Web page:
And the last item I can think of at the moment: The drive train. You will be moving at least twice the weight of the vehicle. Regardless of what your engine and transmission *can* do, you should be concerned with how long it can do it. Vehicles designed for heavier duty service will have engines and transmissions designed from the ground up for the job. Transmissions get hot in the mountains or even in stop and go traffic. Engines run hotter pulling a trailer - will the radiator be up to it ?

If you have a 6-sleeper, does that mean you have kids ? Can you afford to drive around in a marginaly safe rig? Can you afford the extra wear and tear on your tow vehicle?
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Old 03-30-2003, 04:16 PM   #7
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Chantal, you can't just blindly go by a GCWR and assume that with a greater GCWR they'd have better chassis, suspension and brakes like you just did, because you're often wrong when you do. You have to look at the larger picture.

The E series chassis, brakes, etc are capable of 500 lbs more GCWR than Millie's little 4.6 V8 with 3.55:1 gearing is rated for, if it has a 5.4L. Going 600 lbs over her 11,500 won't be dangerous, but it will be slow going up hills.
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Old 03-30-2003, 04:28 PM   #8
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Chantal, Let me add that I didn't mean to be critical by that post. I appreciate your participation here on the side of safety.

Despite having plenty of wheelbase, that's why I rated the combination marginal to inadequate depending on how heavily it's loaded, and hoped that Millie would weigh the van herself under HER circumstances and find where it stands wrt to the ratings.
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Old 03-30-2003, 04:50 PM   #9
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Maurice, Melvin, Chantel & Mike,

Thank you for your opinions and suggestions.

We're disappointed to find that our van is inadequate, but very grateful to you for making us aware of a potentially dangerous situation.

I realize now how foolish we were to purchase the Safari before checking out the towing capabilities of the van. We purchased the Safari yesterday and we're scheduled to pick it up and have the van towing package installed April 16th.

We're thinking now that we should start shopping for a new van. We plan to remove all seats except the driver's and passenger's and set up four wire dog crates. We travel with 3 golden retrievers and a border collie--no kids. We need a van because of the dog crates. We're partial to Ford vans. Which van do we need? I'm assuming that it will have to be the E350, but don't know which motor. Can anyone help with this decision?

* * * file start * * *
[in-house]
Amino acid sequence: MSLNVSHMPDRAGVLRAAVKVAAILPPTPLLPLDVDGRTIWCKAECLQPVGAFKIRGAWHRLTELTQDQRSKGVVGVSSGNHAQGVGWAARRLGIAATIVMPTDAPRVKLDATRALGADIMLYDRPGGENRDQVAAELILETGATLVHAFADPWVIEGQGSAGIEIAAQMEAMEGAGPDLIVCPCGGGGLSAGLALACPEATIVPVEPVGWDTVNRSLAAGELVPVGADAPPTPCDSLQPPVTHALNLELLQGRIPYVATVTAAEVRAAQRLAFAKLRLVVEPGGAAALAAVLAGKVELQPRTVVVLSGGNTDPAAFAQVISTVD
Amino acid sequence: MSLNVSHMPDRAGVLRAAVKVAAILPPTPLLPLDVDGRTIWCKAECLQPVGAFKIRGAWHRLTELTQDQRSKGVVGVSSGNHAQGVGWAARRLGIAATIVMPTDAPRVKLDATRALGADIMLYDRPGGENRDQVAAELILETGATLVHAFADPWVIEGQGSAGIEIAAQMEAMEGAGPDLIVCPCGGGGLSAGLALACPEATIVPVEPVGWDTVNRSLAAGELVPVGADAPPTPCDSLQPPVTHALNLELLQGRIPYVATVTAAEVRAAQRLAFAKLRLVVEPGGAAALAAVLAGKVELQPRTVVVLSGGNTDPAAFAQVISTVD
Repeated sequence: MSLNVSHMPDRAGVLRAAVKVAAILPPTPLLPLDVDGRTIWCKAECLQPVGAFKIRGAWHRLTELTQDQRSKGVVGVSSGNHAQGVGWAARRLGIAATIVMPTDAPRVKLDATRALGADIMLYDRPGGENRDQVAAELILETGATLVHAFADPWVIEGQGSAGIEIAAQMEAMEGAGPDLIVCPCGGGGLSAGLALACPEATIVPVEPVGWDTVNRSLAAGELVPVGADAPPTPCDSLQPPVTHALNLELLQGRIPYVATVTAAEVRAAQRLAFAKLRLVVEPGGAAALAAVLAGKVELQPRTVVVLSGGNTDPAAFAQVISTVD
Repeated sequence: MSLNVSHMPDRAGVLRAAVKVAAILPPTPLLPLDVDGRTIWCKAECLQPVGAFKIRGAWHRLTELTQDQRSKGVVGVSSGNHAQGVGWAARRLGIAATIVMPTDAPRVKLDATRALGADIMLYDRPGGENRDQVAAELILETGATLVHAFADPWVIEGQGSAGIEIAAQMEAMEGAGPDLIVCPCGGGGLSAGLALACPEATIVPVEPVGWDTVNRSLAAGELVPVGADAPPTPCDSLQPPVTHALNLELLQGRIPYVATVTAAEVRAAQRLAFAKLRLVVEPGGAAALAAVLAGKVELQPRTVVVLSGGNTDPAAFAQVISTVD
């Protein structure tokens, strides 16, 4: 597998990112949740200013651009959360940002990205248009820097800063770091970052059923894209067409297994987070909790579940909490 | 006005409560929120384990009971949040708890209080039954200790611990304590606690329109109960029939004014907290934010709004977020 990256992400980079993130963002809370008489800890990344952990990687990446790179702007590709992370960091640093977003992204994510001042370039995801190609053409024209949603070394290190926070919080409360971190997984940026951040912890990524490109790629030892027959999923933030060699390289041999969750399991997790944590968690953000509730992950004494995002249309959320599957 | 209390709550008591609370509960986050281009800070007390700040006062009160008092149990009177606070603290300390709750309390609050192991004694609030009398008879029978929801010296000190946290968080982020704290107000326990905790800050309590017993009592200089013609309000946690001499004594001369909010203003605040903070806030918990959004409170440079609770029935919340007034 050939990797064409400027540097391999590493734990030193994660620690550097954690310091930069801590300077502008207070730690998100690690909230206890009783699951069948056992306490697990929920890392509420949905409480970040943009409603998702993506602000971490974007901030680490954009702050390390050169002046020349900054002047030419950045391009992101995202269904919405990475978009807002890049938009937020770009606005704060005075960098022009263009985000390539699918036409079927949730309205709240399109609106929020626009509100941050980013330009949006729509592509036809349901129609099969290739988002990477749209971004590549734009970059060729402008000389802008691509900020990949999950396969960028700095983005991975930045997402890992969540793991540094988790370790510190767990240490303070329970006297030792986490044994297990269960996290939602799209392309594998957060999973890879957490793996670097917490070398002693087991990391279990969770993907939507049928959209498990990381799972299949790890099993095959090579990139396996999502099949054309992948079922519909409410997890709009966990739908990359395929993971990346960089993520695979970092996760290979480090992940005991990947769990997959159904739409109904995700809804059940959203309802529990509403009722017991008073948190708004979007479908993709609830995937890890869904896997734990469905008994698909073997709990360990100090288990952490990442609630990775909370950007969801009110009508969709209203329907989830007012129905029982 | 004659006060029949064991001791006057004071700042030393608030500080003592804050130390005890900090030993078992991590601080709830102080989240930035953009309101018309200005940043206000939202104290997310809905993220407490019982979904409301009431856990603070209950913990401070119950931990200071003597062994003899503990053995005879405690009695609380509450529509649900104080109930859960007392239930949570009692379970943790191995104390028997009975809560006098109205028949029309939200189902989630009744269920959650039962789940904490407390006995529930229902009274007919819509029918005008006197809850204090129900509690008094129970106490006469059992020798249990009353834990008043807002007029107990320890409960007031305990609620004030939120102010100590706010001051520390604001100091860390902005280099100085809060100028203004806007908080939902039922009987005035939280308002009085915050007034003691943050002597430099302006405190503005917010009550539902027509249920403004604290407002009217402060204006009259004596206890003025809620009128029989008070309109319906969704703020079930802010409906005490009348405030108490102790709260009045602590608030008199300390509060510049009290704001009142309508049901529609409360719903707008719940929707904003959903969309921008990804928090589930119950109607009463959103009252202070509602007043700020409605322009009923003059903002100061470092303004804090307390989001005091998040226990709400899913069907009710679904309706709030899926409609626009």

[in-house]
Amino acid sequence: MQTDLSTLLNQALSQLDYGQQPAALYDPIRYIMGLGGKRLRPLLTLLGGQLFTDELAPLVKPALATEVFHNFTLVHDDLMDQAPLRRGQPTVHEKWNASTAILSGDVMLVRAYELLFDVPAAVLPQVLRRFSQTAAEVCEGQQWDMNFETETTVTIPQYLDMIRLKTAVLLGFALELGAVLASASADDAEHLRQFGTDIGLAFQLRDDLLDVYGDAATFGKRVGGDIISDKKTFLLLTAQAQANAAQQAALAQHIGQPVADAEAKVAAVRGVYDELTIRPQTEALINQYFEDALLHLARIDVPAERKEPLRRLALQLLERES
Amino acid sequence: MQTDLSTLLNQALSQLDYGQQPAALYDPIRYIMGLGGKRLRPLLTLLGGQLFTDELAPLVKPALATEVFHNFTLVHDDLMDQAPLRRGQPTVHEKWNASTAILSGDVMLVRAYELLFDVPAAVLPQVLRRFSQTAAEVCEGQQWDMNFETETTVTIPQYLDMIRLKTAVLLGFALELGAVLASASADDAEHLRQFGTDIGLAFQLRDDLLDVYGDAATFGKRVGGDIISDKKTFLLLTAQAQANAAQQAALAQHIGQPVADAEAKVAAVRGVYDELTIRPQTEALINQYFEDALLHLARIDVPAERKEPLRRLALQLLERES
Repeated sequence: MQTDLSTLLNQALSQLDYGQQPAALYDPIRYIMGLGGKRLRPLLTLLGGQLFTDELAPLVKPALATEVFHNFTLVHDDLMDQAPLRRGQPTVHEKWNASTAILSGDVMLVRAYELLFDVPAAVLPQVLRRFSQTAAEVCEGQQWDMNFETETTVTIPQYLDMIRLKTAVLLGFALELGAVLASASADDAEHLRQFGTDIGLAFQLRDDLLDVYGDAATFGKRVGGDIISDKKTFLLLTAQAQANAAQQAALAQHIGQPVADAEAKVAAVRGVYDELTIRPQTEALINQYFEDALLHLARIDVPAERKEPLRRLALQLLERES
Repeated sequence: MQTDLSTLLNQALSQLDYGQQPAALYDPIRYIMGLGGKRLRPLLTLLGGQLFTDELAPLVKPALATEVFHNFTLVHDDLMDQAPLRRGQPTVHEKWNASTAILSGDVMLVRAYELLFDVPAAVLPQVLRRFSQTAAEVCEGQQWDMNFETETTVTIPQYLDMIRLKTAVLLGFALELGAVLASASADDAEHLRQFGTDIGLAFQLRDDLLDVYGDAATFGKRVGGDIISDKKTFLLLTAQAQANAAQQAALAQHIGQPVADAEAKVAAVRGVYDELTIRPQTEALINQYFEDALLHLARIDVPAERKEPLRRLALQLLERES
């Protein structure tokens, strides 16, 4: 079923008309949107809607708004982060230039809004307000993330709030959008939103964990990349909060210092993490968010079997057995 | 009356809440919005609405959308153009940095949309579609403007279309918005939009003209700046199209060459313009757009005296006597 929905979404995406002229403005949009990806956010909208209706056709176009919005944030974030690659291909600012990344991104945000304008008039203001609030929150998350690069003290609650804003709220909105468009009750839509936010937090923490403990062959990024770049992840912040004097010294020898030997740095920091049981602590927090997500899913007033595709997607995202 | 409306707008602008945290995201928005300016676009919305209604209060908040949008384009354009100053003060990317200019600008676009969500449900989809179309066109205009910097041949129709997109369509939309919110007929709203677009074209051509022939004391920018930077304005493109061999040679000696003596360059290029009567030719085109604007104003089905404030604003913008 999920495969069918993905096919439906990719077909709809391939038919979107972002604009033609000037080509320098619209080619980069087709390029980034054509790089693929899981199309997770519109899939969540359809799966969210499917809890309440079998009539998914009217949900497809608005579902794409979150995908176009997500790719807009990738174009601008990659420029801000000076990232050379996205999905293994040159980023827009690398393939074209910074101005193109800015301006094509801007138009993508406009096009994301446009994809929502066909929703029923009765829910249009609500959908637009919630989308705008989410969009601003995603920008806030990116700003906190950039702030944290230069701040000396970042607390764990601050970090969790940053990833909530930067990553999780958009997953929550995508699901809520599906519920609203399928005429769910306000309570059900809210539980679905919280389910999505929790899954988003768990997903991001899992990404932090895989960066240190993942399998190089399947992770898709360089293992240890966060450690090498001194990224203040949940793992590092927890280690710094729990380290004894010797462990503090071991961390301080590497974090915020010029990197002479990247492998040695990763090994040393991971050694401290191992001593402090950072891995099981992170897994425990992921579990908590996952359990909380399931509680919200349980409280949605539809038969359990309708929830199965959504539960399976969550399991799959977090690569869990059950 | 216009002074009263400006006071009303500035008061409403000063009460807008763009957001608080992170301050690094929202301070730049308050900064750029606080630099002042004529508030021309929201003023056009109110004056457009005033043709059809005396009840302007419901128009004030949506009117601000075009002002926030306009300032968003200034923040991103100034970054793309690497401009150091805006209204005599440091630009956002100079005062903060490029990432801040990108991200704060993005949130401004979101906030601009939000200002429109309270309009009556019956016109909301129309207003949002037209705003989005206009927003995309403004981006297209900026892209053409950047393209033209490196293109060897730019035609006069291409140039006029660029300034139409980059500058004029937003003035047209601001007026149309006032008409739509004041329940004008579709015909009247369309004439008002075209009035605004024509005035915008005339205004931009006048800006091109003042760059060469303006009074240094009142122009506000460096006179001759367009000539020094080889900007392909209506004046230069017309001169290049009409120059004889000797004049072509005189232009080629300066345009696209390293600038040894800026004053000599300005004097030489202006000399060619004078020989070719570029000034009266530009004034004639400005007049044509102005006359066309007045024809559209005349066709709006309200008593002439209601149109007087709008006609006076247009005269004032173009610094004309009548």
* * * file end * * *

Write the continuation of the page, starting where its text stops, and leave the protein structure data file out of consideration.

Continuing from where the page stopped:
I reread Maurice's post several times, but am unable to figure out how to determine the correct towing capacity. The Ford website shows the E350 Super Duty 5.4L V8-3.73 axle ratio-GCWR 13,000.
Would that do the job?

Also, the dealer installed towing package is $1258.00. We didn't ask about brands. Is it possible to specify the brands we'd like and pay the difference. If not, how do we find a reputable person to install the towing package before picking up the Safari?

It's frightening to discover how little we know about all this. Can anyone recommend reading material on the subject-RVing for Dummies-perhaps

Thanks again for your help.
Millie
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Old 03-30-2003, 05:36 PM   #10
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Nope

When my wife inherited the 59 22' Caravanner we towed it home with almost exactly what you have. it was a 95 E150 3.55 gear. Four adult males Some other gear so we were realisticly at a weight I would be comfortable say would be close to ready for the road. Airstream says the trailer we have dry should be about 3k. It had full gear including a huge window A/C. I think the floor has had a layer of 3/8's layed in it. Tanks empty. I figure it was in the 4,000-4,300 lb range and that van was NOT happy with the weight. It was pinging horrbily trying to pull a modest grade at 50mph in drive that semis usualy pull at 60mph+ with little problem.
Now in the vans defense it did have old fuel in it.

If you regear you might get away with it. 3.73 gear would help a LOT. Might concider going to a 3/4 ton truck or van. Especially if you have bought that 6 sleeper because you have 6.

You can get the Excursion with the Power stroke and thats a sweet running motor. Unloaded you could very well expect 20mpg on the hwy on deisel. They love running down the hwy. I have several customers with trucks with those engines and they will get about 14mpg loaded. A good friend has a F250 crew and a 39ft fifth wheel he just pulled to Alaska and back from Atlanta. High passes in the Rockies he was down around 10 but on the open plains at steady 65mph cruise he was getting close to 15.
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Old 03-30-2003, 06:04 PM   #11
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"I'm assuming that it will have to be the E350, but don't know which motor."

Isn't there an E250 anymore? There used to be, and that should be plenty for a Safari. In fact, the E350 may be too stiffly sprung.

"Also, the dealer installed towing package is $1258.00."